Tag Archives: holy

Reality, not scapegoating.

Our world is very confusing. Sometimes it encourages you to do just whatever you feel like. Then without warning it is mercilessly looking for a scapegoat, because somebody must be responsible for what has gone wrong. It seems the first century was rather the same, and John writes to his Church in a very realistic way. We read 1 John 1:1-2:2 (that’s the first letter of John, not the gospel).

“Now the message that we have heard from his Son and announce is this: God is light, and there is no darkness at all in him. If, then, we say that we have fellowship with him, yet at the same time live in the darkness, we are lying both in our words and in our actions.”

1 John 1:5,6 GNB

Is the Christian community supposed to be different? Is it realistic to expect us to live in the middle of our society, and hold other values? Yes. We are called to be light in darkness, and salt in rottenness.

  • we have the details laid out for us in the Christian Way: love, truthfulness, submission to one another, work, generosity, honour . .
  • we have the motivation. God has loved us and done for us what we could never do, our response in thanksgiving is invited.
  • difference is vital to our witness. We are not a club, doing things that keep us happy, but God’s people in the world, advertising his plans.

But just as we are coming to terms with the call to be different, we come to:

If we say that we have no sin, we deceive ourselves, and there is no truth in us. But if we confess our sins to God, he will keep his promise and do what is right: he will forgive us our sins and purify us from all our wrongdoing. 10 If we say that we have not sinned, we make a liar out of God, and his word is not in us.

1 John 1:8-10 GNB

Part of the Good News is forgiveness – not forgiveness once, then perfection. We continue to fail, and while we can’t be complacent, we mustn’t stop trying, nor pretend to a perfection we don’t have. We have to be realistic. We shall fail as individuals, and as a community; sometimes just struggling to make progress, sometimes more dramatically. We all remain capable of getting it badly – seriously, scandalously – wrong, and we need to know that to guard against it.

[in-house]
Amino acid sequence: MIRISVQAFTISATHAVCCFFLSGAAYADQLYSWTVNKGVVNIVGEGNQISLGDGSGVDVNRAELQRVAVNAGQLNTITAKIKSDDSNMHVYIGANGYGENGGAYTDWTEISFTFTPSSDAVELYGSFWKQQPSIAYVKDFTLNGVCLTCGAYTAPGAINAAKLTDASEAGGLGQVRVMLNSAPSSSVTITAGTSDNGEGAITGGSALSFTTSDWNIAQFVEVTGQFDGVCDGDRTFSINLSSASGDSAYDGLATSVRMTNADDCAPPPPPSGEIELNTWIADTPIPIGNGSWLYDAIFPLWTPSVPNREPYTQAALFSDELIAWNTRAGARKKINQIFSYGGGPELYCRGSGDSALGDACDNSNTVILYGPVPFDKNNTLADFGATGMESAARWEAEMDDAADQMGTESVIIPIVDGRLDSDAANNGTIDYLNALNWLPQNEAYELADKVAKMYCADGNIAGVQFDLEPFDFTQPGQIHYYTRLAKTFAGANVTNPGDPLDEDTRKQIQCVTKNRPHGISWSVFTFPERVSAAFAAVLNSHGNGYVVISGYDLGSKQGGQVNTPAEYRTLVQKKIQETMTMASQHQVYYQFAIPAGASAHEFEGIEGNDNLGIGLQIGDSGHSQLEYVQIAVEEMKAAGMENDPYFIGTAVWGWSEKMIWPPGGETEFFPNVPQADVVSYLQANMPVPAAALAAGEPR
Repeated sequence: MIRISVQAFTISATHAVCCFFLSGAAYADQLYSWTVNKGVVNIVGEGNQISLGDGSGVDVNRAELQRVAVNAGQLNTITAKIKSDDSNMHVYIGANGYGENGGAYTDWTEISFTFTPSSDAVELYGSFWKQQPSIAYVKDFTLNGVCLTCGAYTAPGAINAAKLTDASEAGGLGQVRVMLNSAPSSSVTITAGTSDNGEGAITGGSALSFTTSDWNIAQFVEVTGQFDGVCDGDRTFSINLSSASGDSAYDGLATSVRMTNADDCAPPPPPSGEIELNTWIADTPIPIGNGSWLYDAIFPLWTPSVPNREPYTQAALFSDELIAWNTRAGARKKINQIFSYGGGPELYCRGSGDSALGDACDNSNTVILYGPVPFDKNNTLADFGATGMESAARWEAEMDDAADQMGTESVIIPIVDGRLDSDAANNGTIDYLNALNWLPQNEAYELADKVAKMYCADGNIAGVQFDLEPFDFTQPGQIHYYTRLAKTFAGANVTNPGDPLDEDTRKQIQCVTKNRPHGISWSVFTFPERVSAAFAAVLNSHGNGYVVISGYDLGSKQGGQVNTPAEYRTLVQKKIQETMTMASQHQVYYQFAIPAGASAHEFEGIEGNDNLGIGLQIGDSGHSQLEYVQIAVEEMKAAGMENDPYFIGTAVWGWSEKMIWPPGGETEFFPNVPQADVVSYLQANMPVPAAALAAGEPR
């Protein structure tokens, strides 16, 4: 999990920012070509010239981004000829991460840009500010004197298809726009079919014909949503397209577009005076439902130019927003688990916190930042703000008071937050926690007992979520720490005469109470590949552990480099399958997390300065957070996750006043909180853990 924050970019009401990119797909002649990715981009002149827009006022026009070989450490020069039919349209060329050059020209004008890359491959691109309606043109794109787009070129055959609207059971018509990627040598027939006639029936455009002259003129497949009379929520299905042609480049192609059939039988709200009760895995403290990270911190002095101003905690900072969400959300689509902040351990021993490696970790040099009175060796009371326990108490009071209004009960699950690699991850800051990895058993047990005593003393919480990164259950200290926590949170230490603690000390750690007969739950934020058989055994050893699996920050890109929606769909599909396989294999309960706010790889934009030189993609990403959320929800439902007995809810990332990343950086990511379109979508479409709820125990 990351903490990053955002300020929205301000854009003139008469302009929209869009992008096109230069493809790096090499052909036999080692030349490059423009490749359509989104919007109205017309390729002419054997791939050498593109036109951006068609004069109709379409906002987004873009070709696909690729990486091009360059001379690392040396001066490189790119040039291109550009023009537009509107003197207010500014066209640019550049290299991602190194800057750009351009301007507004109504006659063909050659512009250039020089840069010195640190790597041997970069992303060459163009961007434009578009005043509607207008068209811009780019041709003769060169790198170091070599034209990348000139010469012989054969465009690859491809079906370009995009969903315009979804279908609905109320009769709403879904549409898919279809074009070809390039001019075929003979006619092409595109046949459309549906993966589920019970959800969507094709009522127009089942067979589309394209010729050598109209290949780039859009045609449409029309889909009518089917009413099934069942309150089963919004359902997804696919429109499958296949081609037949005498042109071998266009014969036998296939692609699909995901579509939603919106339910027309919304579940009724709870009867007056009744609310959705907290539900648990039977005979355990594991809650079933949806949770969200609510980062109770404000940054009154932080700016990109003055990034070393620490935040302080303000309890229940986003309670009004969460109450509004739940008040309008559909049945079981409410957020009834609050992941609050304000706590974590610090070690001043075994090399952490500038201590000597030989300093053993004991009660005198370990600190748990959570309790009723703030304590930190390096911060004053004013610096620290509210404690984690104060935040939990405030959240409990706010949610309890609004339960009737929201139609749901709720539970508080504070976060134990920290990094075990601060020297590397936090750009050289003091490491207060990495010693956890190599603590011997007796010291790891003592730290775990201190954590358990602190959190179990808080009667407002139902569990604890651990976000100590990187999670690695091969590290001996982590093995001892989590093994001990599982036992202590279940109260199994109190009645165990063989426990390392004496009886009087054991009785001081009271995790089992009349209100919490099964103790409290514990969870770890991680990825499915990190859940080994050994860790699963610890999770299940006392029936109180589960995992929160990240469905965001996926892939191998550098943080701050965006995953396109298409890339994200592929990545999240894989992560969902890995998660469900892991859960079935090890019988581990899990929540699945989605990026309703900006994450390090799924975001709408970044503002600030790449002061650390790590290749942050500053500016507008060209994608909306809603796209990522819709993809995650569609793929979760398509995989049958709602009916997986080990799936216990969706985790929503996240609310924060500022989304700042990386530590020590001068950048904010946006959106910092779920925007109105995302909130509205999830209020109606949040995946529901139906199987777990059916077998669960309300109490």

There is an argument over

And Christ himself is the means by which our sins are forgiven, and not our sins only, but also the sins of everyone.

1 John 2:2 GNB

Traditional translations (KJV) have “propitiation”, while some prefer “expiation”. Expiation, they say, removes the “defilement” of sin, while propitiation is about buying off an angry God with sacrifice. That’s not a Christian idea – but neither is the idea that God just has to chill out and forgive. Sin is not some ritual defilement; it is the very personal breakdown of relationship, caused when we rebel against God’s rule and direction. It is very personal, and serious – to the extent that it cost Jesus his death. John Stott writes, Christian propitiation “is an appeasement of the wrath of God by the love of God through the gift of God.” I think we need the language of propitiation, understanding that there is nothing petty about God’s response to human sin.

However you take it, Jesus is the pattern and the answer. Wherever his people gather, the calling of Jesus remains:

  • to be a holy (different) community
  • to be a humble community, that knows its failures, and looks to Jesus for forgiveness

It’s so good!

What will heaven be like? John’s vision (today we read Revelation 21:10 and 21:22 – 22:5) has some interesting things, which ring true. We read of the centering of everything on God, Father and Son, and the way they provide light. Although strange at first, it is something significant. It is the light of God that has shown us the way, and will do so in future. It is light that makes possible free movement, and comfort, and recognition of people and places. As we fumble in a power cut, and shiver in an eclipse, we enjoy a sunny day. How much more joyful the light of God, which is more than physical.

We sometimes speak of “security lights” – those annoying lamps with sensors to turn them on, usually not quite when you want them. In heaven, the illumination is effective; there is no need to shut the city gates (usually a night-time security measure). Similarly it is a good place, where there is no “bad behaviour” or attempt to deceive. There is, not just a negative safety, but a positive thriving.

The opening verses of chapter 22 speak of the river, recalling Ezekiel’s vision (Ezekiel 47:1-12), bringing life to dry places. Here too the tree of life gives life and healing – for the goodness and holiness of God seems to be almost infectious. On earth we are used to the way viruses and evil spread. We sometimes forget that love, joy, hope and many Christian fruit are seen, and that witness will also spread on earth.

The reign that continues for ever is not one of conquest or colonisation, but the good order, transparent justice, and continuing healing of all in the city. It is no wonder that God is worshipped, and we are encouraged to join in, even in anticipation from where we are now.